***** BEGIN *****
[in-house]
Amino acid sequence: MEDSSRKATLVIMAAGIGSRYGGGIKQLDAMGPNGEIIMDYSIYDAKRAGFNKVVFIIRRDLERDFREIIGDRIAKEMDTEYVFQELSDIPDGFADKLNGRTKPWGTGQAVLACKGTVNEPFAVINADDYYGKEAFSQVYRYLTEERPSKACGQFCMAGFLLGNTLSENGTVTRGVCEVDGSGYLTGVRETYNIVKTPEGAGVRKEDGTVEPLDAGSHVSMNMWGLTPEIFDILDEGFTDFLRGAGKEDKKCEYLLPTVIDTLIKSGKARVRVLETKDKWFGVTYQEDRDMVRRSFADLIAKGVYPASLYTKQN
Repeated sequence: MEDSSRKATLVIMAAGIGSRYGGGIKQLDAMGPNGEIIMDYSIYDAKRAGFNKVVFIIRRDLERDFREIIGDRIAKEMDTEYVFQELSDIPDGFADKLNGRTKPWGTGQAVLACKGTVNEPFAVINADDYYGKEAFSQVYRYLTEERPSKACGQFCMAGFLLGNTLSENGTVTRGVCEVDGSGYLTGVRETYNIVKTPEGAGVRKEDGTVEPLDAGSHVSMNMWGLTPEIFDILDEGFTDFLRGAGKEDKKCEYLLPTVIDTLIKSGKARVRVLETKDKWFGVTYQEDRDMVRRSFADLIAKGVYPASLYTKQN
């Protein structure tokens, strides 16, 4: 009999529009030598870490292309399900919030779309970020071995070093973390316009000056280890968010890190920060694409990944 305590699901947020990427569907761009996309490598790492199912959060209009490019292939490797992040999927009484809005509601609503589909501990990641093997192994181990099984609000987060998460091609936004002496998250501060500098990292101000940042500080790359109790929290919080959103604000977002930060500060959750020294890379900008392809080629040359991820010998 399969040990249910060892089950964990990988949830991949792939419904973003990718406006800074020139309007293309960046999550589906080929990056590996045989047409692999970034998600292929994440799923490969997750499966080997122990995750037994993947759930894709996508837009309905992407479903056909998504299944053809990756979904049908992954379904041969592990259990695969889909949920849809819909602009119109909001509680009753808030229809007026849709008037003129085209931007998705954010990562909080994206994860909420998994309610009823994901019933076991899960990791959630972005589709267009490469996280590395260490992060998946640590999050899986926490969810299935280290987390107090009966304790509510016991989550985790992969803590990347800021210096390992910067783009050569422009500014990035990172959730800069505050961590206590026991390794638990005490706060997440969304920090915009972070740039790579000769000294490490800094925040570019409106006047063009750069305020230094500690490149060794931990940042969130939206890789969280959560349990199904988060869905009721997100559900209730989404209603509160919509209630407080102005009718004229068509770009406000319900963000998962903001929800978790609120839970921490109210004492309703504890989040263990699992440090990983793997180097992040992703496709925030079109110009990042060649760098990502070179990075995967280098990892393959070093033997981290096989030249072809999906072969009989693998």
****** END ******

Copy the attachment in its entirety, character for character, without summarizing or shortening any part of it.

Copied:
[in-house]
Amino acid sequence: MEDSSRKATLVIMAAGIGSRYGGGIKQLDAMGPNGEIIMDYSIYDAKRAGFNKVVFIIRRDLERDFREIIGDRIAKEMDTEYVFQELSDIPDGFADKLNGRTKPWGTGQAVLACKGTVNEPFAVINADDYYGKEAFSQVYRYLTEERPSKACGQFCMAGFLLGNTLSENGTVTRGVCEVDGSGYLTGVRETYNIVKTPEGAGVRKEDGTVEPLDAGSHVSMNMWGLTPEIFDILDEGFTDFLRGAGKEDKKCEYLLPTVIDTLIKSGKARVRVLETKDKWFGVTYQEDRDMVRRSFADLIAKGVYPASLYTKQN
Repeated sequence: MEDSSRKATLVIMAAGIGSRYGGGIKQLDAMGPNGEIIMDYSIYDAKRAGFNKVVFIIRRDLERDFREIIGDRIAKEMDTEYVFQELSDIPDGFADKLNGRTKPWGTGQAVLACKGTVNEPFAVINADDYYGKEAFSQVYRYLTEERPSKACGQFCMAGFLLGNTLSENGTVTRGVCEVDGSGYLTGVRETYNIVKTPEGAGVRKEDGTVEPLDAGSHVSMNMWGLTPEIFDILDEGFTDFLRGAGKEDKKCEYLLPTVIDTLIKSGKARVRVLETKDKWFGVTYQEDRDMVRRSFADLIAKGVYPASLYTKQN
């Protein structure tokens, strides 16, 4: 009999529009030598870490292309399900919030779309970020071995070093973390316009000056280890968010890190920060694409990944 305590699901947020990427569907761009996309490598790492199912959060209009490019292939490797992040999927009484809005509601609503589909501990990641093997192994181990099984609000987060998460091609936004002496998250501060500098990292101000940042500080790359109790929290919080959103604000977002930060500060959750020294890379900008392809080629040359991820010998 399969040990249910060892089950964990990988949830991949792939419904973003990718406006800074020139309007293309960046999550589906080929990056590996045989047409692999970034998600292929994440799923490969997750499966080997122990995750037994993947759930894709996508837009309905992407479903056909998504299944053809990756979904049908992954379904041969592990259990695969889909949920849809819909602009119109909001509680009753808030229809007026849709008037003129085209931007998705954010990562909080994206994860909420998994309610009823994901019933076991899960990791959630972005589709267009490469996280590395260490992060998946640590999050899986926490969810299935280290987390107090009966304790509510016991989550985790992969803590990347800021210096390992910067783009050569422009500014990035990172959730800069505050961590206590026991390794638990005490706060997440969304920090915009972070740039790579000769000294490490800094925040570019409106006047063009750069305020230094500690490149060794931990940042969130939206890789969280959560349990199904988060869905009721997100559900209730989404209603509160919509209630407080102005009718004229068509770009406000319900963000998962903001929800978790609120839970921490109210004492309703504890989040263990699992440090990983793997180097992040992703496709925030079109110009990042060649760098990502070179990075995967280098990892393959070093033997981290096989030249072809999906072969009989693998």